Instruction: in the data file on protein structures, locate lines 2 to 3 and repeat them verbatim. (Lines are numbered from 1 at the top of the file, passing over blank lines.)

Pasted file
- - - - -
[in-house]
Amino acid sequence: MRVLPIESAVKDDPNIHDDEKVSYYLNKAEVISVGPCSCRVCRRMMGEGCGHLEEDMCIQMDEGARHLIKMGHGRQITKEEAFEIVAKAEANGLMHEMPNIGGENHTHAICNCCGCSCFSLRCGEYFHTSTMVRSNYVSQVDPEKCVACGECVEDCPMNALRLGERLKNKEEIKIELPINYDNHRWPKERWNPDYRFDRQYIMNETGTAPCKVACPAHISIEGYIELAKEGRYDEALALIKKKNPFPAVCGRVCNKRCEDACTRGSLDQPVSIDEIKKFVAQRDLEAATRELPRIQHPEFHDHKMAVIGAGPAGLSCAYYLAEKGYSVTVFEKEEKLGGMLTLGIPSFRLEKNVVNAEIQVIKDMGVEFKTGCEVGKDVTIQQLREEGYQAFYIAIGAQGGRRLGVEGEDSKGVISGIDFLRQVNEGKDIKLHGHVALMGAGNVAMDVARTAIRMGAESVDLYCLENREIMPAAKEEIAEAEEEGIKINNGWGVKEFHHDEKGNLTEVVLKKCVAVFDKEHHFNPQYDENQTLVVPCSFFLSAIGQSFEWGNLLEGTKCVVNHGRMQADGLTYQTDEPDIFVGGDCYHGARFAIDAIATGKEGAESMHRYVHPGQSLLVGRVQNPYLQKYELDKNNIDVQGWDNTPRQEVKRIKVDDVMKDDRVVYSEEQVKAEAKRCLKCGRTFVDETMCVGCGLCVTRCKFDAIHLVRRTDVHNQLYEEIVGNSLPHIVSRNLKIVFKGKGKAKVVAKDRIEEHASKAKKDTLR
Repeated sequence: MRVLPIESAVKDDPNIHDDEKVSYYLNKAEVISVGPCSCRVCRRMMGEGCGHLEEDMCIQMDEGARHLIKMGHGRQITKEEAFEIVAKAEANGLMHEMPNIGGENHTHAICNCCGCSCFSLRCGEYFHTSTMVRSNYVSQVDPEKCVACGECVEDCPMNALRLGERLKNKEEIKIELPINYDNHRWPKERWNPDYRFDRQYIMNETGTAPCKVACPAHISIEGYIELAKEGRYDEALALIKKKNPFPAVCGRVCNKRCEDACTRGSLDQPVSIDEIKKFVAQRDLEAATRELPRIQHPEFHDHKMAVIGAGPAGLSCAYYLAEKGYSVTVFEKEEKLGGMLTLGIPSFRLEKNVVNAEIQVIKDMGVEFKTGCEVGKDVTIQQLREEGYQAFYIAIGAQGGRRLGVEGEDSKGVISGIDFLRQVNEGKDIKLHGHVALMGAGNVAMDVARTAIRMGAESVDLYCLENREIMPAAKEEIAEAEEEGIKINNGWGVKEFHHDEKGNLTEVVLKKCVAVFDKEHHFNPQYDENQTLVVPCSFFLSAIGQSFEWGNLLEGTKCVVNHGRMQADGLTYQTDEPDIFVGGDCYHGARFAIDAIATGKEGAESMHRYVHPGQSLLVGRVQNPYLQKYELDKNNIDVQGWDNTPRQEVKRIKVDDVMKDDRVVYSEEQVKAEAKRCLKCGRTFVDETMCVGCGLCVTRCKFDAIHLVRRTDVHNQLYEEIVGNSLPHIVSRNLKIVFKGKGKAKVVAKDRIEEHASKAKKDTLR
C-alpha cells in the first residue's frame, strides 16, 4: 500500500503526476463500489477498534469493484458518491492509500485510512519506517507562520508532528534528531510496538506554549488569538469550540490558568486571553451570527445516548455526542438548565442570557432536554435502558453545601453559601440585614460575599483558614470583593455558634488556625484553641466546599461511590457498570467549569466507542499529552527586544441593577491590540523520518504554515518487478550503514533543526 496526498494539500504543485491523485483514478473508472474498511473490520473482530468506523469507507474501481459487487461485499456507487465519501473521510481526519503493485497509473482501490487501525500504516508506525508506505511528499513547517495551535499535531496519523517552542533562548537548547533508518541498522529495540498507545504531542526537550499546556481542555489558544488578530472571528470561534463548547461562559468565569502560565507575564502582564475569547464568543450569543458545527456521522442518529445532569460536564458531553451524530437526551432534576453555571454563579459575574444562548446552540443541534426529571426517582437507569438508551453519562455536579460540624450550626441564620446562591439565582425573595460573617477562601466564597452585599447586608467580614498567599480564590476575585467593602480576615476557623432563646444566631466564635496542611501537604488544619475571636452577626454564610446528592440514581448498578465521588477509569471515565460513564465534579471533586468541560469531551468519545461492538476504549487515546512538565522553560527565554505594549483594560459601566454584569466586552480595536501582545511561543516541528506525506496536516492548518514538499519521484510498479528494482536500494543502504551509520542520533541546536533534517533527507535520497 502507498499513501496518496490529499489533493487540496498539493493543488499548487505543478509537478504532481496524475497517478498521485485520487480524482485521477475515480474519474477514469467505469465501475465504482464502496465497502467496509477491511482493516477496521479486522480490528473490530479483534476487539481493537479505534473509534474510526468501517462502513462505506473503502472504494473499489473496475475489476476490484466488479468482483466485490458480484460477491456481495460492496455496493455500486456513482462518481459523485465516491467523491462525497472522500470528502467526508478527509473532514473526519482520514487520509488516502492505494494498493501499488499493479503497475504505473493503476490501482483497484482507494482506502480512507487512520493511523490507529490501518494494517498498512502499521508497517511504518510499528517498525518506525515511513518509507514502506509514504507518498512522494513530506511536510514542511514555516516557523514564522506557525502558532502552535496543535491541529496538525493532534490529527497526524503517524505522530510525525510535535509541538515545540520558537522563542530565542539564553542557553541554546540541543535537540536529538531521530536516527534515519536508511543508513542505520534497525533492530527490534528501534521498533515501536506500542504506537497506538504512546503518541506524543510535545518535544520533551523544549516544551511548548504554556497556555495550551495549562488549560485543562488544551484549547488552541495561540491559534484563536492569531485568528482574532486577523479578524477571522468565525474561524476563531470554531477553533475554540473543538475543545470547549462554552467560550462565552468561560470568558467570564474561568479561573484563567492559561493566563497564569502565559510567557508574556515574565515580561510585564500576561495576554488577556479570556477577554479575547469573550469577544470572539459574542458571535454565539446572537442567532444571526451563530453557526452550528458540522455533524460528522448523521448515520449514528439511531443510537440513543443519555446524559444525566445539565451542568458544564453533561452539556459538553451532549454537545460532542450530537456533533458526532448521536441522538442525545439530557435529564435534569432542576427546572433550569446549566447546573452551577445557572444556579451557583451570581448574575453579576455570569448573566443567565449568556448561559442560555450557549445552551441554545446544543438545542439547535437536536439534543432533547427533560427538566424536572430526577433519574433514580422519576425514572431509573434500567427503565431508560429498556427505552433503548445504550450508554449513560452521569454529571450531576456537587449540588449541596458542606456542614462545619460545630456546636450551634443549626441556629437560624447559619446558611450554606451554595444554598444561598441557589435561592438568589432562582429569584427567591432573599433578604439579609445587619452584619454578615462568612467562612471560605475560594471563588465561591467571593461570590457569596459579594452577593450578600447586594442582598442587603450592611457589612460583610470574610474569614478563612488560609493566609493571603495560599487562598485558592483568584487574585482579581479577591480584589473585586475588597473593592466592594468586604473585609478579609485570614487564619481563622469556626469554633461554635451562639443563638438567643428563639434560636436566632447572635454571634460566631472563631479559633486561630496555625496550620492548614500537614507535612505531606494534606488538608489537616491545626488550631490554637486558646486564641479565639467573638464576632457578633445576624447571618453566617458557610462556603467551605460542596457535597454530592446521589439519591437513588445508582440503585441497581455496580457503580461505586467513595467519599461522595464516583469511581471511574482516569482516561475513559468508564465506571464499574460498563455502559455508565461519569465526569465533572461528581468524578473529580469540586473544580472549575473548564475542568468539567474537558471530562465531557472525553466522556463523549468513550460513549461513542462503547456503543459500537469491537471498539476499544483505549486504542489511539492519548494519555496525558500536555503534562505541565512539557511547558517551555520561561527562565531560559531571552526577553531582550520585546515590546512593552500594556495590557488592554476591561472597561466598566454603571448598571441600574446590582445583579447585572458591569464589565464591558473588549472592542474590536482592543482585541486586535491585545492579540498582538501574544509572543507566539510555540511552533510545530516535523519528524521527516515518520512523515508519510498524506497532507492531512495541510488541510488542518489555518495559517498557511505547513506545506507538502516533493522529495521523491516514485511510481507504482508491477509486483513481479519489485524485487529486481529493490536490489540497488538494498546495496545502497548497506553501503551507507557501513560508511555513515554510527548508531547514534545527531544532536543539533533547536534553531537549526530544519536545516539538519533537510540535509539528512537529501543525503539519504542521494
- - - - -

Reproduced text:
Amino acid sequence: MRVLPIESAVKDDPNIHDDEKVSYYLNKAEVISVGPCSCRVCRRMMGEGCGHLEEDMCIQMDEGARHLIKMGHGRQITKEEAFEIVAKAEANGLMHEMPNIGGENHTHAICNCCGCSCFSLRCGEYFHTSTMVRSNYVSQVDPEKCVACGECVEDCPMNALRLGERLKNKEEIKIELPINYDNHRWPKERWNPDYRFDRQYIMNETGTAPCKVACPAHISIEGYIELAKEGRYDEALALIKKKNPFPAVCGRVCNKRCEDACTRGSLDQPVSIDEIKKFVAQRDLEAATRELPRIQHPEFHDHKMAVIGAGPAGLSCAYYLAEKGYSVTVFEKEEKLGGMLTLGIPSFRLEKNVVNAEIQVIKDMGVEFKTGCEVGKDVTIQQLREEGYQAFYIAIGAQGGRRLGVEGEDSKGVISGIDFLRQVNEGKDIKLHGHVALMGAGNVAMDVARTAIRMGAESVDLYCLENREIMPAAKEEIAEAEEEGIKINNGWGVKEFHHDEKGNLTEVVLKKCVAVFDKEHHFNPQYDENQTLVVPCSFFLSAIGQSFEWGNLLEGTKCVVNHGRMQADGLTYQTDEPDIFVGGDCYHGARFAIDAIATGKEGAESMHRYVHPGQSLLVGRVQNPYLQKYELDKNNIDVQGWDNTPRQEVKRIKVDDVMKDDRVVYSEEQVKAEAKRCLKCGRTFVDETMCVGCGLCVTRCKFDAIHLVRRTDVHNQLYEEIVGNSLPHIVSRNLKIVFKGKGKAKVVAKDRIEEHASKAKKDTLR
Repeated sequence: MRVLPIESAVKDDPNIHDDEKVSYYLNKAEVISVGPCSCRVCRRMMGEGCGHLEEDMCIQMDEGARHLIKMGHGRQITKEEAFEIVAKAEANGLMHEMPNIGGENHTHAICNCCGCSCFSLRCGEYFHTSTMVRSNYVSQVDPEKCVACGECVEDCPMNALRLGERLKNKEEIKIELPINYDNHRWPKERWNPDYRFDRQYIMNETGTAPCKVACPAHISIEGYIELAKEGRYDEALALIKKKNPFPAVCGRVCNKRCEDACTRGSLDQPVSIDEIKKFVAQRDLEAATRELPRIQHPEFHDHKMAVIGAGPAGLSCAYYLAEKGYSVTVFEKEEKLGGMLTLGIPSFRLEKNVVNAEIQVIKDMGVEFKTGCEVGKDVTIQQLREEGYQAFYIAIGAQGGRRLGVEGEDSKGVISGIDFLRQVNEGKDIKLHGHVALMGAGNVAMDVARTAIRMGAESVDLYCLENREIMPAAKEEIAEAEEEGIKINNGWGVKEFHHDEKGNLTEVVLKKCVAVFDKEHHFNPQYDENQTLVVPCSFFLSAIGQSFEWGNLLEGTKCVVNHGRMQADGLTYQTDEPDIFVGGDCYHGARFAIDAIATGKEGAESMHRYVHPGQSLLVGRVQNPYLQKYELDKNNIDVQGWDNTPRQEVKRIKVDDVMKDDRVVYSEEQVKAEAKRCLKCGRTFVDETMCVGCGLCVTRCKFDAIHLVRRTDVHNQLYEEIVGNSLPHIVSRNLKIVFKGKGKAKVVAKDRIEEHASKAKKDTLR